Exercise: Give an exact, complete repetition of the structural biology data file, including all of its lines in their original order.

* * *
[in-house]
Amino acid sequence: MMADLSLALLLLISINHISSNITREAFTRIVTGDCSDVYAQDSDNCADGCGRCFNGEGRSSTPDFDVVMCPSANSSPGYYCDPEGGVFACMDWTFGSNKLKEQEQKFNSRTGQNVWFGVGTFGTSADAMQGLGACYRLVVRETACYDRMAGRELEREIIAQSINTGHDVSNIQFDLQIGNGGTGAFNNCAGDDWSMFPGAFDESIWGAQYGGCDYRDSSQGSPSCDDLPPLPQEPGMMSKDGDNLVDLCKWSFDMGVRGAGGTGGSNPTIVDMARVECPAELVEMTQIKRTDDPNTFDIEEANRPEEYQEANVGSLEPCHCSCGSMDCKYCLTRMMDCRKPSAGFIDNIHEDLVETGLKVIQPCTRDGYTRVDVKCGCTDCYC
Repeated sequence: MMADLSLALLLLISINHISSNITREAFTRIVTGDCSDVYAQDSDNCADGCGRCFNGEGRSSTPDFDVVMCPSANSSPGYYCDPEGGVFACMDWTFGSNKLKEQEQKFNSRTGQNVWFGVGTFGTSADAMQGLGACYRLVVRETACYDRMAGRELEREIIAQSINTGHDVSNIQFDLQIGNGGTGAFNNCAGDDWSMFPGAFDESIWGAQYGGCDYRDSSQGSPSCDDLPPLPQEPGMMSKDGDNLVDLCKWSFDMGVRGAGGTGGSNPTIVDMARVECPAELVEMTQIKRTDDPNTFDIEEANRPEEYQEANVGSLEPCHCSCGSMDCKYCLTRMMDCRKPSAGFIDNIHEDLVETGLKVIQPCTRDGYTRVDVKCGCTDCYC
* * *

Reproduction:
[in-house]
Amino acid sequence: MMADLSLALLLLISINHISSNITREAFTRIVTGDCSDVYAQDSDNCADGCGRCFNGEGRSSTPDFDVVMCPSANSSPGYYCDPEGGVFACMDWTFGSNKLKEQEQKFNSRTGQNVWFGVGTFGTSADAMQGLGACYRLVVRETACYDRMAGRELEREIIAQSINTGHDVSNIQFDLQIGNGGTGAFNNCAGDDWSMFPGAFDESIWGAQYGGCDYRDSSQGSPSCDDLPPLPQEPGMMSKDGDNLVDLCKWSFDMGVRGAGGTGGSNPTIVDMARVECPAELVEMTQIKRTDDPNTFDIEEANRPEEYQEANVGSLEPCHCSCGSMDCKYCLTRMMDCRKPSAGFIDNIHEDLVETGLKVIQPCTRDGYTRVDVKCGCTDCYC
Repeated sequence: MMADLSLALLLLISINHISSNITREAFTRIVTGDCSDVYAQDSDNCADGCGRCFNGEGRSSTPDFDVVMCPSANSSPGYYCDPEGGVFACMDWTFGSNKLKEQEQKFNSRTGQNVWFGVGTFGTSADAMQGLGACYRLVVRETACYDRMAGRELEREIIAQSINTGHDVSNIQFDLQIGNGGTGAFNNCAGDDWSMFPGAFDESIWGAQYGGCDYRDSSQGSPSCDDLPPLPQEPGMMSKDGDNLVDLCKWSFDMGVRGAGGTGGSNPTIVDMARVECPAELVEMTQIKRTDDPNTFDIEEANRPEEYQEANVGSLEPCHCSCGSMDCKYCLTRMMDCRKPSAGFIDNIHEDLVETGLKVIQPCTRDGYTRVDVKCGCTDCYC